Sunday was a joyful and memorable day in the life of our congregation. I had the privilege to baptize a young man who has recently come to faith in Christ, and has been regularly worshiping at Grace over the past several months. I met with him weekly over the course of the summer, reading Scripture together and working through a book I use for our New Member’s classes (the book, Presbytopia, is an excellent introduction to the Christian faith in general and to Reformed and Presbyterian distinctives more particularly). Once we concluded that, he met with the session for a membership interview. We were delighted to hear his confession of faith in Christ and his testimony of the grace of God in his life. Finally, on Sunday, he came up before the congregation, professed his faith in Christ, and was doused with the waters of baptism. What a beautiful picture of the cleansing and purifying work of the Holy Spirit, who gives us new life and takes away the pollution of sin (Titus 3:5)!
The baptism was made more special by the fact this young man’s sister and her two young sons flew up from Georgia to attend the service. His mother, who lives in Alaska, was also present. What’s more, he took part in the Lord’s Supper for the first time. I am grateful to God for the encouragement the occasion brought to all of us who were there.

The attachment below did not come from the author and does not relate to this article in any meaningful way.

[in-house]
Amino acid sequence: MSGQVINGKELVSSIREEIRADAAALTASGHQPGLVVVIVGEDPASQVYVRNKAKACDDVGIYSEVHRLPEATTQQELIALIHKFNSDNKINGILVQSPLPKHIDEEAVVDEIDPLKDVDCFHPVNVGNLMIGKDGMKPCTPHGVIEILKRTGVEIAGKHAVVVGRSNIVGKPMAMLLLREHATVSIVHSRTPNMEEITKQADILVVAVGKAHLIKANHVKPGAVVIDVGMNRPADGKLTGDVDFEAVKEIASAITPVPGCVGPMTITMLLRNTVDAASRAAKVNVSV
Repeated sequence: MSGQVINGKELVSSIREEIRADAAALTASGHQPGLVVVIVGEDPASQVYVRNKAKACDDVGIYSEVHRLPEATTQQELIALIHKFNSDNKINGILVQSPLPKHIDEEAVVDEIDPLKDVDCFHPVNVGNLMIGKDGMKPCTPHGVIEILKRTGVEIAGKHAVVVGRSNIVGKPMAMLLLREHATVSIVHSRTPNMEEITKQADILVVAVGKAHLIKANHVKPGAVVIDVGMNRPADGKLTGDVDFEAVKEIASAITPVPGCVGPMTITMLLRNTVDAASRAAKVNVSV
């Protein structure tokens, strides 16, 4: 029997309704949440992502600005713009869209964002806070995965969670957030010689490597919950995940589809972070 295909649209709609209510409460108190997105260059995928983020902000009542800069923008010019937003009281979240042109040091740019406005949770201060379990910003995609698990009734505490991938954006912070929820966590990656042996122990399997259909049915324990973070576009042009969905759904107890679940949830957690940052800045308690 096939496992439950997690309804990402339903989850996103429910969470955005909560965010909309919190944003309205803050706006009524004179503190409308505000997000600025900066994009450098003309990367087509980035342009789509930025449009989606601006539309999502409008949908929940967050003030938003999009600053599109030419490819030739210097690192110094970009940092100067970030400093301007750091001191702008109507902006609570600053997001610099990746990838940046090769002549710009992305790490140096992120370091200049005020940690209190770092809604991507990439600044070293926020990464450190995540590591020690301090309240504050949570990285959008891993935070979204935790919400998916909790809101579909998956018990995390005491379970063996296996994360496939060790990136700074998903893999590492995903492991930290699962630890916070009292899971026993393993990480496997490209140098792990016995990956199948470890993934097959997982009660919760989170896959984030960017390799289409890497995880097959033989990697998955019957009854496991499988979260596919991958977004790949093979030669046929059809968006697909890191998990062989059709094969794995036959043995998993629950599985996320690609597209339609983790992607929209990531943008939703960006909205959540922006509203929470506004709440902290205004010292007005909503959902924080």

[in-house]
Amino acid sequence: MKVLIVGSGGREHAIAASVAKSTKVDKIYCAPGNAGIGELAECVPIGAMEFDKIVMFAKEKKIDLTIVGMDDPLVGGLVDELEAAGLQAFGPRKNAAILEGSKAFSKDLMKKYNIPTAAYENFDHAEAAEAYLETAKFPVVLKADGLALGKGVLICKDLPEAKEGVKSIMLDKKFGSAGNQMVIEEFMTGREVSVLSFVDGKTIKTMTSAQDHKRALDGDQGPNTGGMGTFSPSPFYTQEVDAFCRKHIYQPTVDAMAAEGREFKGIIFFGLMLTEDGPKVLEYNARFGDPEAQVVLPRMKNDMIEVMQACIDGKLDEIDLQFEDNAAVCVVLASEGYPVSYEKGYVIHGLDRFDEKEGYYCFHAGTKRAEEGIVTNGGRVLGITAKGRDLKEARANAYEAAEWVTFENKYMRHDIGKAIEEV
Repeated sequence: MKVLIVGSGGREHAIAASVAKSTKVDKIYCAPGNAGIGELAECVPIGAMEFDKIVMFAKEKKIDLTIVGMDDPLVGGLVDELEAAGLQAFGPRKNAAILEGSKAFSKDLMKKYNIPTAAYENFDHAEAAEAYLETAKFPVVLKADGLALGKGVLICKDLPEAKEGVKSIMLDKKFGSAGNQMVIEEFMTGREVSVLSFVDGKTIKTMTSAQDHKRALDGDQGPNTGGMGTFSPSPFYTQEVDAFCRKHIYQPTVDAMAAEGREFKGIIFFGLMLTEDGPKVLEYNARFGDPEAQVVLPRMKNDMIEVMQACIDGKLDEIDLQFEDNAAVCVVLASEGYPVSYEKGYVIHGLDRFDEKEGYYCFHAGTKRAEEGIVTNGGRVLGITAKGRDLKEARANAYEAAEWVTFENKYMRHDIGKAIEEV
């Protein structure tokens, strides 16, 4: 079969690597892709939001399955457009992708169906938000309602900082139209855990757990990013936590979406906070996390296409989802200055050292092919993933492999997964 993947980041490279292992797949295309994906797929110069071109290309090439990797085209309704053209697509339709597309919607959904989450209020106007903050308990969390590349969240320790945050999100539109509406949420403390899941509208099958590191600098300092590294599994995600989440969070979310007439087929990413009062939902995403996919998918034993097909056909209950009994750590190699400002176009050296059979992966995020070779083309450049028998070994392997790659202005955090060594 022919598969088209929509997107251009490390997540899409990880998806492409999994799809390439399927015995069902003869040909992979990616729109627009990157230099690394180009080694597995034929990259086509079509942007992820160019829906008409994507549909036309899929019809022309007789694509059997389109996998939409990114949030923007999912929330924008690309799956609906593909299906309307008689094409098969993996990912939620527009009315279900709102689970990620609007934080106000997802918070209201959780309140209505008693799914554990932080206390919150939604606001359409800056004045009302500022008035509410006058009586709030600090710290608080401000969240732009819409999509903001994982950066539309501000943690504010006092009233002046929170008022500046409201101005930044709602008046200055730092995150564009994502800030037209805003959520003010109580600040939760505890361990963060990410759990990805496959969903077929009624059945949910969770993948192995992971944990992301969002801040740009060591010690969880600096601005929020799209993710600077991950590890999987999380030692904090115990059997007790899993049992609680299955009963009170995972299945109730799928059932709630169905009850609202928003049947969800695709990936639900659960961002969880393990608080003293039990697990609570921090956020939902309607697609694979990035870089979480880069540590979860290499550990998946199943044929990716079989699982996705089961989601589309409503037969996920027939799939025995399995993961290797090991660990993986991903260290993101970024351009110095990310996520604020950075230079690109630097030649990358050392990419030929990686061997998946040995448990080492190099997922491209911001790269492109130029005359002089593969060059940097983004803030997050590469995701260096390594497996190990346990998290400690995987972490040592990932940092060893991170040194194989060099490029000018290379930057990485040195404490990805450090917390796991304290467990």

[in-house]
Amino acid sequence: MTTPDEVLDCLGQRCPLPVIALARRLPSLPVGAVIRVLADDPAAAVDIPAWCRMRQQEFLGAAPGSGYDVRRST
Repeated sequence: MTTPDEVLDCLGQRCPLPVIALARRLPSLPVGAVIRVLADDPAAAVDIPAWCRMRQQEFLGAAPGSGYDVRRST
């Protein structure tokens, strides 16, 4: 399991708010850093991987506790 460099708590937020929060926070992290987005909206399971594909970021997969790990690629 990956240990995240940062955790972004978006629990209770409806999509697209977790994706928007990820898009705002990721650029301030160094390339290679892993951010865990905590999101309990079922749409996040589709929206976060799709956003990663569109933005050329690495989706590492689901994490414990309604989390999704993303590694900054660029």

And for the occasion, I decided to preach a sermon on baptism from Colossians 2:11-15. I began by describing the Puritan admonition that we are to “improve” our baptism (this language is part of our confessional standards as well: see Westminster Larger Catechism Q & A 167). To improve your baptism means to find encouragement and comfort in all that your baptism means for you as one who belongs to Christ.
And Paul’s words in Colossians give us many reasons to find encouragement in our baptism. First, if you have been baptized in the name of Christ and have faith in him, your baptism means God has given you new life. Baptism is a sign of spiritual union with Christ, so that you have both died with him in his death and have been raised up with him in his resurrection. Your baptism means you are dead to sin and alive to God (v. 12; Romans 6:3, 4)! Second, baptism is a sign and seal of God’s grace of forgiveness. Paul assures us that our guilt before God, the “record of debt that stood against us with its legal demands” (v. 14), has been nailed to the cross of Christ. Third, your baptism means you have victory in Christ over all our spiritual enemies. On our behalf, Jesus defeated the powers of hell on the cross (v.15). We are still surely engaged in a spiritual battle against Satan and his evil forces (Ephesians 6:12), but we fight against a foe whose ultimate defeat is certain. Jesus made sure of that by triumphing over him by his death and resurrection.
We would do well to take to heart all that our baptism signifies for us as believers in Christ. And there is no better occasion for that than when we witness a baptism during a worship service. We can doubly rejoice: first for the one being baptized into Christ, and secondly for that same saving grace of God to us that has been sealed by our own baptism.
Soli Deo Gloria!